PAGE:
It’s the No. 1 type of social media people share
Want to write content marketing pieces that get shared?
Before publishing content, make sure it’s entertaining. That’s the No. 1 reason people share content, according to Chadwick Martin Bailey:
- Because I find it interesting/entertaining: 72%
- Because I think it will be helpful to recipients: 58%
- To get a laugh: 58%
(Another approach: Reach readers on an emotional level, according to a study of most-shared content at The New York Times.)
Want to write high-quality content that gets your stories read and your organization followed? Here are three ways for making all kinds of content marketing efforts more interesting and entertaining.
Steal from the FBI.
That is, steal techniques for writing entertaining tweets from @FBIPressOffice.
OK, granted, the FBI material is great. You’re probably not writing about bad cops, undercover stings and dog-fighting rings. But here are some tricks any of us can use:
1. Write mini-heads. When used with captions, two- to four-word “catchlines” draw attention and increase readership. I suspect the clever, feature-y mini-heads on these tweets — “Gotcha!,” “A Dangerous Betrayal” and “Bodies of Evidence,” for instance — do the same thing.
“Gotcha!: Bad Cops Caught, Part II: Five cops go bad in Memphis, Tennessee, and the FBI worked with police. http://bit.ly/d4M1h”
“A DANGEROUS BETRAYAL: The Case of the Cash Hungry Contractor: An undercover sting helped prevent a federal energ… http://tinyurl.com/lzvnrp”
“CANINE CRUELTY: Five-State Dog Fighting Ring Busted: A year-long multi-agency investigation results in approxima… http://tinyurl.com/mffmh6”
2. Find the drama. You’re sharing a story, right? Not just promoting your products or services?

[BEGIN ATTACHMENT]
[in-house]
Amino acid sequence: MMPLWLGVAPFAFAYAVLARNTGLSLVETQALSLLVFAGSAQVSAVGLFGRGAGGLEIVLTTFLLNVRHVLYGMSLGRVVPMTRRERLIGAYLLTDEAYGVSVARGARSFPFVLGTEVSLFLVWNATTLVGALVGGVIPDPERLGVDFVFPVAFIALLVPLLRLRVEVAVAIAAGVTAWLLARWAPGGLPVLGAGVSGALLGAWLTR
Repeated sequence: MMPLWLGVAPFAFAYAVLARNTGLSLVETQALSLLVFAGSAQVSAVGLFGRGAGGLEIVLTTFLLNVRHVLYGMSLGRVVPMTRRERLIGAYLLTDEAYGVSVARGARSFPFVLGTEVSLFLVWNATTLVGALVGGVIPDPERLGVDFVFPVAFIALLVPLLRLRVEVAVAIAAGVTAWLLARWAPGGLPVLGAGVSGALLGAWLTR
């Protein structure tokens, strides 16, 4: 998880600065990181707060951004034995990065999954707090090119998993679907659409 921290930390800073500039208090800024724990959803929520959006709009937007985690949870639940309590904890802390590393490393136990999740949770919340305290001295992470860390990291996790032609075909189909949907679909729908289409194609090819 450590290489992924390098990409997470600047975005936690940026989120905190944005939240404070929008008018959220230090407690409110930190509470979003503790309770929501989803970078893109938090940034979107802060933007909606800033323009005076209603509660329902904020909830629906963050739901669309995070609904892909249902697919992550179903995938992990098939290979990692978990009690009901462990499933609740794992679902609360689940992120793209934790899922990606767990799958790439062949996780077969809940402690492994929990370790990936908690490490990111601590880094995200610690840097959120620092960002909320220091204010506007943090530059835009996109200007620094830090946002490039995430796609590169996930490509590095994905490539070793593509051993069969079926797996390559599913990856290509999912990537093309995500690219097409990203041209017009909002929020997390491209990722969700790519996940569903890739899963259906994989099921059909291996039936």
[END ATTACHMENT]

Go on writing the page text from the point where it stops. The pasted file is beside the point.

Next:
If so, then something interesting must be happening here. If not, your problem isn’t the writing, it’s the content. Reconsider your tweet.
“CRIME FROM BEHIND BARS: The Case of the Con Turned Con Artist: Inside a two-year identity theft and bribery scheme … http://bit.ly/c4AfNq”
3. Push the verb. Remember, the verb is the story. Verbs like “go bad,” “busted” and “exploit” tell good stories. Verbs like “announce” and “introduces” just point to the noun.
“Fraudsters Continue to Exploit Telecommunication Relay Services http://tinyurl.com/n6jkdg”
Plus, research by Dan Zarrella shows that tweets containing novel words tend to be retweeted more often than those that don’t.
4. Choose interesting nouns. Verbs are the story, but nouns help, too. “Sting,” “ring,” “bad cops,” “body farm” and “fraudsters” are fascinating nouns.
Phrases like “Year-long multi-agency investigation” are not. Use Visual Thesaurus and other tools to choose more like the former and fewer like the latter.
“BODIES OF EVIDENCE: Part 1: FBI Trains at Body Farm: Every year, 40 Evidence Response Team members arrive on a w… http://tinyurl.com/kjla6l”
5. Model the masters. Follow @FBI to find ideas and inspiration for your own tweets.
Tweet like WADOT.
The Washington State Department of Transportation Twitter feed brings a sense of humor to public service announcements and other official communications. Take a tip from these tweets when creating content of your own: